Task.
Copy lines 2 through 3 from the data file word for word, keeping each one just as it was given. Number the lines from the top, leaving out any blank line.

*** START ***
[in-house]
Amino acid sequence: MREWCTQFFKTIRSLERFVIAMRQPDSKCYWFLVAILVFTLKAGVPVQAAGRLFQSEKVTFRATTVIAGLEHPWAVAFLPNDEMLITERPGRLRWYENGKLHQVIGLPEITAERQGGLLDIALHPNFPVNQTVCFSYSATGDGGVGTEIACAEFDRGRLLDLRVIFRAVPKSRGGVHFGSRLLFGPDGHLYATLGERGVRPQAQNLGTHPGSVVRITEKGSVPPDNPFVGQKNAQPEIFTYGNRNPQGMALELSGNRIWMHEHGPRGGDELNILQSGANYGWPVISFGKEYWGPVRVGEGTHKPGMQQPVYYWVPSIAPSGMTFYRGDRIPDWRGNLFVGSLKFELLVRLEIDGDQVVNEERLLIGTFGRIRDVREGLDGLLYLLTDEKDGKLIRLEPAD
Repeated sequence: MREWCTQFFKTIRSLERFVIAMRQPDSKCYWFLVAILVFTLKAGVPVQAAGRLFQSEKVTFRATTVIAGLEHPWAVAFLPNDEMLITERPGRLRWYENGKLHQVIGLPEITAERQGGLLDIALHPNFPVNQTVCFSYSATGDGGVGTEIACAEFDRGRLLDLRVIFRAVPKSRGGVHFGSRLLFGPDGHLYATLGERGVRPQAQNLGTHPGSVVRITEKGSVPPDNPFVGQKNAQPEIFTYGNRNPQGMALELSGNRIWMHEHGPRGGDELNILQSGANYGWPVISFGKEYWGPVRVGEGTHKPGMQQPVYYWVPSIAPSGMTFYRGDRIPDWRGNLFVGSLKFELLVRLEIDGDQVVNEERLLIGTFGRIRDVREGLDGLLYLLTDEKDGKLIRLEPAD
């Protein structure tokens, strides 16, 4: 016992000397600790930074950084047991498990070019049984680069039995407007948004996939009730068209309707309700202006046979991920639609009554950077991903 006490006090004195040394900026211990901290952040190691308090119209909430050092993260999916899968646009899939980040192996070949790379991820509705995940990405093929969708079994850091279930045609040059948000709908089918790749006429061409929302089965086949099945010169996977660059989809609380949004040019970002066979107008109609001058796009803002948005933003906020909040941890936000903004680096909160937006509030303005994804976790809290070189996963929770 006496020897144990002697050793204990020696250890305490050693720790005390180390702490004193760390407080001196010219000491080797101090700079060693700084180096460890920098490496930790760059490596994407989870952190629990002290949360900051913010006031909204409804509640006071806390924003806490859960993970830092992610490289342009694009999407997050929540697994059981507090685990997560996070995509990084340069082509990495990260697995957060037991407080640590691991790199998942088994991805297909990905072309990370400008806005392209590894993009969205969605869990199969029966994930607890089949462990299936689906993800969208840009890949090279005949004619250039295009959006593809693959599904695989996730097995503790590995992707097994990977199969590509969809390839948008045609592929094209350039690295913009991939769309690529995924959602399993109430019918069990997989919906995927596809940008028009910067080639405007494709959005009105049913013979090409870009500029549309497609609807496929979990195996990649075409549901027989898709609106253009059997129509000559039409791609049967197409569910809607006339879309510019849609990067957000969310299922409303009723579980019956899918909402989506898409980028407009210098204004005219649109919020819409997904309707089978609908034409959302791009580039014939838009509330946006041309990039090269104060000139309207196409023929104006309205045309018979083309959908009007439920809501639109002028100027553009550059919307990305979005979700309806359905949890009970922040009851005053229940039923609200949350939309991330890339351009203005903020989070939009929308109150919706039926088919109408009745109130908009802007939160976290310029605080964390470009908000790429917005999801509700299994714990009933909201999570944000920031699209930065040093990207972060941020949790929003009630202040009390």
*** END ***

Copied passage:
Amino acid sequence: MREWCTQFFKTIRSLERFVIAMRQPDSKCYWFLVAILVFTLKAGVPVQAAGRLFQSEKVTFRATTVIAGLEHPWAVAFLPNDEMLITERPGRLRWYENGKLHQVIGLPEITAERQGGLLDIALHPNFPVNQTVCFSYSATGDGGVGTEIACAEFDRGRLLDLRVIFRAVPKSRGGVHFGSRLLFGPDGHLYATLGERGVRPQAQNLGTHPGSVVRITEKGSVPPDNPFVGQKNAQPEIFTYGNRNPQGMALELSGNRIWMHEHGPRGGDELNILQSGANYGWPVISFGKEYWGPVRVGEGTHKPGMQQPVYYWVPSIAPSGMTFYRGDRIPDWRGNLFVGSLKFELLVRLEIDGDQVVNEERLLIGTFGRIRDVREGLDGLLYLLTDEKDGKLIRLEPAD
Repeated sequence: MREWCTQFFKTIRSLERFVIAMRQPDSKCYWFLVAILVFTLKAGVPVQAAGRLFQSEKVTFRATTVIAGLEHPWAVAFLPNDEMLITERPGRLRWYENGKLHQVIGLPEITAERQGGLLDIALHPNFPVNQTVCFSYSATGDGGVGTEIACAEFDRGRLLDLRVIFRAVPKSRGGVHFGSRLLFGPDGHLYATLGERGVRPQAQNLGTHPGSVVRITEKGSVPPDNPFVGQKNAQPEIFTYGNRNPQGMALELSGNRIWMHEHGPRGGDELNILQSGANYGWPVISFGKEYWGPVRVGEGTHKPGMQQPVYYWVPSIAPSGMTFYRGDRIPDWRGNLFVGSLKFELLVRLEIDGDQVVNEERLLIGTFGRIRDVREGLDGLLYLLTDEKDGKLIRLEPAD